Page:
Published January 13, 2013
Kick-starting your morning with a healthy breakfast is imperative — it is, after all, the most important meal of the day. Does breakfast in less than 10 minutes sound familiar?
It’s far too easy to grab something on your way to work. I'm guessing this will usually be a bagel, croissant or other pastry, as that’s what I’m often tempted to pick up when I’m running late. But eating a healthy breakfast is essential for maintaining energy and attention levels, as well as for helping you avoid snacking, but there are variations you should focus on, depending on diet, fitness regime and your ultimate goals.
We’ve chosen some of the most common athletic challenges and checked out what healthy breakfast choices are at your disposal when training.
1. The muscle-builder's breakfast
OK, so you can go the protein shake route, but really? They’re unpleasant and, unless you’re a complete muscle nut, no fun. You want to be enjoying your breakfast as well as building those biceps. Picking the right breakfast will not only help with muscle building but will also fill you with energy for the day ahead — a perfect pick-me-up. We’re looking to kick-start your metabolism and get your body into an anabolic state by going for high protein, along with some complex carbs and healthy fats. An egg-white omelet with shredded chicken is a winner.
Add some finely sliced chili to get the blood flowing and then serve with some avocado diced on top for a healthy fat. With a squeeze of lime (top off with cilantro if you have some), you have mastered the healthy breakfast choice.
2. The marathon breakfast
It’s highly likely that if you’re running a marathon, nerves will get the better of you first thing in the morning and you won’t feel like eating. You’ll need to try and put aside these fears as best as you can, as getting in the same food you’d consume while training is essential. You’re going to need a boatload of foods that release energy slowly to keep you going across those 26.2 miles, but you also need to supply your brain with energy for mental stamina, another key factor in race success.
You’ll also want to pack in electrolytes (essential for muscle contraction). Oatmeal is ideal: Eat porridge with a banana and a little honey for some added sweetness. You won’t be too full, and your body will have an easy time breaking down the foods to leave you ready to lead the charge.
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3. The triathlon breakfast
One of the difficulties of eating for a triathlon is that, quite often, you’ll be away from home turf, staying in a rental accommodation and out of your culinary comfort zone — exactly the sort of circumstance under which you’d head to a fast-food joint to get a quick fix. Like the marathon runner, you’re looking for foods with plenty of slow-release energy that are also convenient. Microwaveable stuff is a plus, but just anything that can be cooked with a minimum of kitchen equipment at your disposal is great.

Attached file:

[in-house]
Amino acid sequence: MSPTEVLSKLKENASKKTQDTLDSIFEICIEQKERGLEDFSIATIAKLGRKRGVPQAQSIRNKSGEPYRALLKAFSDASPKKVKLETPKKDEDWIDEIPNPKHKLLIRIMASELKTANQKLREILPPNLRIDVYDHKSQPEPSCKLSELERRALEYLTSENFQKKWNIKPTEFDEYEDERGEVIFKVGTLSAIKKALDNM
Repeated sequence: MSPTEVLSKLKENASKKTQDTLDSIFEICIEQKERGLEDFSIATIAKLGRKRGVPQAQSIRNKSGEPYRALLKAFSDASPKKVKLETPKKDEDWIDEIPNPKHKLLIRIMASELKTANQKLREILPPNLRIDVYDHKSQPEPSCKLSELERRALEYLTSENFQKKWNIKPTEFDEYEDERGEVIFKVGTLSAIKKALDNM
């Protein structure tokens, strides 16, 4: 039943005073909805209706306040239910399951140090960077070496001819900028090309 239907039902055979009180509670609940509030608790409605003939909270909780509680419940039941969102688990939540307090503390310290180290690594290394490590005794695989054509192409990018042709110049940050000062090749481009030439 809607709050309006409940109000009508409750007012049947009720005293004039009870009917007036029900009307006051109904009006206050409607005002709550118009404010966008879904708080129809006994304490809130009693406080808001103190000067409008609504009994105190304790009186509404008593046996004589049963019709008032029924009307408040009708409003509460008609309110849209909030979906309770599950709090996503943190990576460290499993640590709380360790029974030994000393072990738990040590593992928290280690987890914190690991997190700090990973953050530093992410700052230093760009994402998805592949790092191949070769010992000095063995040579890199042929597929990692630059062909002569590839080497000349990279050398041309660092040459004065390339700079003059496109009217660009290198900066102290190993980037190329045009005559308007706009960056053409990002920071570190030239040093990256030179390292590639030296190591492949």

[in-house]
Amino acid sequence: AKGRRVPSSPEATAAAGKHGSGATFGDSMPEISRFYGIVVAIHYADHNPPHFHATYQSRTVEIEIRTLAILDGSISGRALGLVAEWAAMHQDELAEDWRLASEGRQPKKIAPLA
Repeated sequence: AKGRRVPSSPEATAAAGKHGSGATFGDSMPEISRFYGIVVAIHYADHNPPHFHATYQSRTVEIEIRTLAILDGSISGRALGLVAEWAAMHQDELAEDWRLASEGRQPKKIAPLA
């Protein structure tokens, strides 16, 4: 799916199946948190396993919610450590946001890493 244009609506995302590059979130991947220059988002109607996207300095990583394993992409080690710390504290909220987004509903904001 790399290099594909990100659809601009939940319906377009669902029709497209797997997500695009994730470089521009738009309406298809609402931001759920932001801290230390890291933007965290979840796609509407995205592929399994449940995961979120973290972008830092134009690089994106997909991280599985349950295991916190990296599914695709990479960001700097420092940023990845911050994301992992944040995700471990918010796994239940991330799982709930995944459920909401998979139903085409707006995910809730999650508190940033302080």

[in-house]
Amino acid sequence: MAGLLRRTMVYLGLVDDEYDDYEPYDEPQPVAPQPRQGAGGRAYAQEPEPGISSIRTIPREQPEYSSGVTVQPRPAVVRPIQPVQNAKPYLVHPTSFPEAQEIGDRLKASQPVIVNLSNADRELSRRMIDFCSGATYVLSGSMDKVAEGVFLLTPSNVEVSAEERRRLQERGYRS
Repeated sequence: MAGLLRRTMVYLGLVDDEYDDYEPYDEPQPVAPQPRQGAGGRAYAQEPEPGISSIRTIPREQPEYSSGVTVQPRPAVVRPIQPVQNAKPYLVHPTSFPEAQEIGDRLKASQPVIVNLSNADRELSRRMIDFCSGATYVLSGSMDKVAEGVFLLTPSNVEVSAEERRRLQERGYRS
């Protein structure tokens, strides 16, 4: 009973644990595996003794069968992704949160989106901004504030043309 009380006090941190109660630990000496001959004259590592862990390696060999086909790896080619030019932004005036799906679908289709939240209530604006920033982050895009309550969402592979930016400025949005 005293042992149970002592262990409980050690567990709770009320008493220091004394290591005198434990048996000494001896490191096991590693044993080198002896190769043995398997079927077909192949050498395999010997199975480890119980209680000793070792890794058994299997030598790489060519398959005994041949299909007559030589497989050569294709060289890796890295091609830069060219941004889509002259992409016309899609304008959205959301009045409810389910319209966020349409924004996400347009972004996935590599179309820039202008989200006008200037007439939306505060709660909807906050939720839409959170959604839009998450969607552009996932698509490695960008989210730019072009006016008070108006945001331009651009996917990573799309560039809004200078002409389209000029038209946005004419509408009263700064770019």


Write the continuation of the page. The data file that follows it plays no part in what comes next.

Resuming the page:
You’re also looking for foods that hinder inflammation, as this is often a problem during long periods of exercise. Sweet-potato pancakes are a brilliant healthy breakfast choice for the triathlon runner. Use a pinch of cinnamon, an effective anti-inflammatory, in the batter. Scatter over a mixture of chopped cherries, blueberries, raspberries, and strawberries for some extra vitamins.
4. The fitness challenge breakfast
The first thing to do when preparing for a challenge like the Iron Man is to weigh up your opponent — the race itself. During a grueling, lengthy race like this, you’ll be burning somewhere in the region of 7,000 calories. You’re not only going to need to pack in the calories pre-race but also during — most easily done during the cycle period.
You’ll need to tailor your breakfast to suit each race, but aiming for a 1,000 to1,500 calorie breakfast is a must, and this is most easily achieved with a combination of foods: bagels with nut butter (try an almond butter for variation), bananas and oatmeal. During the race itself, you’re looking to cram in calories quickly during the later stages. Gatorade and coke are ideal.
5. The recovery breakfast
The aftermath: You’ve run your marathon, completed your Iron Man, climbed your mountain, and now are wondering how you get your body back on track. Well, you’ll need carbs to refuel your muscles, protein to help repair damaged muscles and potassium-heavy foods to replenish lost electrolytes (far better done with solid foods rather than drinks).
A healthy breakfast choice like kedgeree, which is made with rice and smoked fish, is ideal. It's high in protein and carbohydrates, and is easily digestible (and tasty to boot). Dried fruits are often paired with curry flavors and are high in potassium, so add raisins and dried apricots to the mix. Remember that keeping your fluid level up is vital, so keep on drinking.